September 17, 2014
Election Day 2012
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Obama's win part of big election setback for social conservatives
WASHINGTON (BP) -- President Barack Obama regained the White House for another four years in an election that proved a convincing setback on moral issues for evangelical Christians and other social conservatives.
"Our nation is in trouble, and we need believers to pray God's will be done in America."
-- SBC President Fred Luter
The country's first African American president turned back the challenge of Republican Mitt Romney Nov. 6 by winning the popular vote and more than 300 electoral votes. The day after the election, Obama led 303-206 in the Electoral College, with Florida still too close to call. The president's popular vote margin stood at 60,097,107 (50 percent) to 57,412,778 (48 percent) for Romney. The election did nothing to change the balance of power in Washington, which has been gripped by a legislative stalemate the last two years. Democrats not only maintained control of the White House, but they slightly strengthened their majority in the Senate. Republicans lost some seats in the House of Representatives but kept their majority. Obama won re-election despite governing to the left on moral issues -- most notably in his unrestricted backing for abortion and its funding, as well as his endorsement of same-sex marriage earlier this year -- and even campaigning explicitly in favor of abortion rights. The Democrats' hold on the Senate -- which will swear in its first openly homosexual member in newly elected Democrat Tammy Baldwin -- appears to assure Congress will take no steps for at least two more years to rein in the president's liberal policies.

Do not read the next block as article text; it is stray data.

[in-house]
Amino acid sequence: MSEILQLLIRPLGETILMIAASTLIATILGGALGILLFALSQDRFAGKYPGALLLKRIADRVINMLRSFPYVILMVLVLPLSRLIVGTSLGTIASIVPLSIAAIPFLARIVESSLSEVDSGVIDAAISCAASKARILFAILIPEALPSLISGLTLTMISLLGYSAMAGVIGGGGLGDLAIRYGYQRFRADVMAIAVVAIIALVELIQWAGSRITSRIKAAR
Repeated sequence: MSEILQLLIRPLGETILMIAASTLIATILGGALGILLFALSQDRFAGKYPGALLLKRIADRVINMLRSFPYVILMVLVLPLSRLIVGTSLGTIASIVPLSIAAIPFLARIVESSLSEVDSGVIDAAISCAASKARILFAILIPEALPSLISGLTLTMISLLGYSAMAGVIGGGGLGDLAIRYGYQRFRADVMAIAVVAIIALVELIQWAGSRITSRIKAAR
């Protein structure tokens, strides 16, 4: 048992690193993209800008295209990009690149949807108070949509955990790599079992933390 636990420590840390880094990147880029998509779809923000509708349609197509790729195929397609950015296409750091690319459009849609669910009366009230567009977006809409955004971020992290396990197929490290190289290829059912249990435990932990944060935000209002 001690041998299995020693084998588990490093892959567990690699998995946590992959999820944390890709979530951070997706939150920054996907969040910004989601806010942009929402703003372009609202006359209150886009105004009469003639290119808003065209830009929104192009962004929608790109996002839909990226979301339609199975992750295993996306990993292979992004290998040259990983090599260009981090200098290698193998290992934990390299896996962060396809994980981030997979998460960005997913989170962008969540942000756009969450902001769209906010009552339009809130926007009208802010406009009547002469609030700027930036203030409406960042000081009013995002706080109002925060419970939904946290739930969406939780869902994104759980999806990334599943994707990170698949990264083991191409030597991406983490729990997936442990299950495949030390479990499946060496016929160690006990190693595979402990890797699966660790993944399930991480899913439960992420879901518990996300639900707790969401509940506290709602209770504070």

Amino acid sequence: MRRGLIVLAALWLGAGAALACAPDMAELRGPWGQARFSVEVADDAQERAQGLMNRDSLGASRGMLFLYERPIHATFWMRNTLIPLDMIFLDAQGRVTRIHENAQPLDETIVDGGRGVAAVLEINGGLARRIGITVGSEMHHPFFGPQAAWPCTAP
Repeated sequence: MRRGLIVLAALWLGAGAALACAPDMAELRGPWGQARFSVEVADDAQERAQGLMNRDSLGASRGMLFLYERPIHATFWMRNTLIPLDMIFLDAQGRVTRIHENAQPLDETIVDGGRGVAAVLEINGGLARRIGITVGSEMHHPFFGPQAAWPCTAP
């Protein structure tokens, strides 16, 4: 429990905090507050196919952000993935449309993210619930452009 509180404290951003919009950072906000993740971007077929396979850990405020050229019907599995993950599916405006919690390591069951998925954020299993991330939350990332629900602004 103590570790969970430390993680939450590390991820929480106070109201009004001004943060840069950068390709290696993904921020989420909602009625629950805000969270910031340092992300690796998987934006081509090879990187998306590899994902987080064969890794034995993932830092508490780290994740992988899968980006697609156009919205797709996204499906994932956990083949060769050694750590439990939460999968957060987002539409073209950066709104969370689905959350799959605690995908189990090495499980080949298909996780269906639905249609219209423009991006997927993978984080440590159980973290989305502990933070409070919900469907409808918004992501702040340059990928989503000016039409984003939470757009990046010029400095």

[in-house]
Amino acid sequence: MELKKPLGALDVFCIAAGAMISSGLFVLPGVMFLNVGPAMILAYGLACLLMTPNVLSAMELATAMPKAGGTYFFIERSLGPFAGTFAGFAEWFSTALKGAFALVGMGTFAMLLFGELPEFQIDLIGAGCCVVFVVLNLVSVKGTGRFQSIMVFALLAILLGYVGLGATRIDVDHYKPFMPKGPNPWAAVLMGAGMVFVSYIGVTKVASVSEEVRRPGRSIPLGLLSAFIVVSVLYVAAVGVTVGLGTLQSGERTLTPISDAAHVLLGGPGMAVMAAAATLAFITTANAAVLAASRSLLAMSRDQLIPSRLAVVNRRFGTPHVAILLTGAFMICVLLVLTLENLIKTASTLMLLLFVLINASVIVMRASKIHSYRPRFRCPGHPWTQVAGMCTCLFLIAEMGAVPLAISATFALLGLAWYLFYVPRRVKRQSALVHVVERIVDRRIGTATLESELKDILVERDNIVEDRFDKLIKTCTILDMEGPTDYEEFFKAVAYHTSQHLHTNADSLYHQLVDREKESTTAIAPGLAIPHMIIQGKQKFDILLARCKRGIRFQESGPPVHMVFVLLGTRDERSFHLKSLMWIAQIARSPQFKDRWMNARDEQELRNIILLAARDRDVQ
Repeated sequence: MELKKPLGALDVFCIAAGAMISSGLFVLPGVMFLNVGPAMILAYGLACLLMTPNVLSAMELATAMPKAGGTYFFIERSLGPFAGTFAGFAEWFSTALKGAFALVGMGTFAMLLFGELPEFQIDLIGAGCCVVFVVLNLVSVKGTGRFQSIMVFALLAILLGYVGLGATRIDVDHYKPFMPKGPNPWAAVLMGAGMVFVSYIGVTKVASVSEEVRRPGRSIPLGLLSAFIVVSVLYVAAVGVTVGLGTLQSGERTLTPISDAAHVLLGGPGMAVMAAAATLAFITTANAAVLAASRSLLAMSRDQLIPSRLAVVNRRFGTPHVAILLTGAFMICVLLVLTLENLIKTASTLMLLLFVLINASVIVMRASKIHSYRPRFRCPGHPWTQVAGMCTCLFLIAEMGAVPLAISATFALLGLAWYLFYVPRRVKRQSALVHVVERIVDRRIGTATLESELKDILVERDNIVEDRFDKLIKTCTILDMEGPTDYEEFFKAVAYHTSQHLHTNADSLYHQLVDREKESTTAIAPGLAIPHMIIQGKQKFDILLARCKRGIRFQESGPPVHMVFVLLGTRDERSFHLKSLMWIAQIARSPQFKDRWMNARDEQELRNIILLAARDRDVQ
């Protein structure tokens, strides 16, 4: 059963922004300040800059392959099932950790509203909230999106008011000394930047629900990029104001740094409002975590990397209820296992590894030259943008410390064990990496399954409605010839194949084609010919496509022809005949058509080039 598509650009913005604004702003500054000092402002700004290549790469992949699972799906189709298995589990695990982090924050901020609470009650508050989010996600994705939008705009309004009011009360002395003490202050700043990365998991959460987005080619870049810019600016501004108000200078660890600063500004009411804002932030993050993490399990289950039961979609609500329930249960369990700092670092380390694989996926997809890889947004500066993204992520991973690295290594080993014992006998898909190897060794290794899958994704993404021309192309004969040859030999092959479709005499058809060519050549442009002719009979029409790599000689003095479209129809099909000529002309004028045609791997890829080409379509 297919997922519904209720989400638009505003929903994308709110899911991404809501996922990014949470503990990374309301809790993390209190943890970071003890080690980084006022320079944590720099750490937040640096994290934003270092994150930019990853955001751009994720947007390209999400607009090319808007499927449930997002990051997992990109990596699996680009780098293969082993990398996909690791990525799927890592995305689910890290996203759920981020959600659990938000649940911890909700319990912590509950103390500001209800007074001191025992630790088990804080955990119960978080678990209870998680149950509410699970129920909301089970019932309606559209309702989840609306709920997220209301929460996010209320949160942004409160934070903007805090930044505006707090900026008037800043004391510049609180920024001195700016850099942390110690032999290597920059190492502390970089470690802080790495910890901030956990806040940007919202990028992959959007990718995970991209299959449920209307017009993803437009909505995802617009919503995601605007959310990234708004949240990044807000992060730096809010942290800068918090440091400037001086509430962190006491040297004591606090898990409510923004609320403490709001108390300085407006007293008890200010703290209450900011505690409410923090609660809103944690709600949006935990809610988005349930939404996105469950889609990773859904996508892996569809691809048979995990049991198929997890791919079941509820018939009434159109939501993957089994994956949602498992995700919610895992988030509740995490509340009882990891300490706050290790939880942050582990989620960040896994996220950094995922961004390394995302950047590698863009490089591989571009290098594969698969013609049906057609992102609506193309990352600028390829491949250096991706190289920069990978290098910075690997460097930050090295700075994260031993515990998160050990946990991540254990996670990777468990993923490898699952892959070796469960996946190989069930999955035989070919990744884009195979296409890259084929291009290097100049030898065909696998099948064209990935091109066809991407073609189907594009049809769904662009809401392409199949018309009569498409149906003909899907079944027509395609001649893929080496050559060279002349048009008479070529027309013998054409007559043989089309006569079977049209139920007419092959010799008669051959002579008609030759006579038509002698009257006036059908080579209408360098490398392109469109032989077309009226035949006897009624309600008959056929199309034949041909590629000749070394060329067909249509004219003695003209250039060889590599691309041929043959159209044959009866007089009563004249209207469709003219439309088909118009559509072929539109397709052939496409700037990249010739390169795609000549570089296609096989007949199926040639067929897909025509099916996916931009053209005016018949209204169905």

Gay marriage gets historic state-level wins
BALTIMORE (BP) -- In an election night that can only be described as historic for gay marriage supporters, voters in two states and potentially a third Nov. 6 embraced marriage redefinition, breaking a streak that had seen them lose in 32 states dating back to 1998.
Recreational marijuana passes in Colo., Wash.
DENVER (BP) -- Colorado and Washington became the first states to legalize the recreational use of marijuana Nov. 6, while voters in Oregon rejected a similar proposal.
Ark. voters reject medical marijuana
LITTLE ROCK, Ark. (BP) -- Arkansas voters, by a narrow 51 percent majority, defeated a ballot measure on Election Day that would have made their state the first in the South to legalize medical marijuana.
Voters retain death penalty in Calif.
ELECTION WRAP: Assisted suicide loses
Mormonism's cultural rise likely to continue
FIRST-PERSON: Lessons from the 2012 election
Seminary president R. Albert Mohler Jr. sees lessons from the 2012 election on such matters as demographic trends and the direction of key moral issues in American culture.
FIRST-PERSON: What should Christians do now?
Ed Stetzer, reflecting on the 2012 presidential elections, comments on such issues as the culture war, the unborn and Mormonism.


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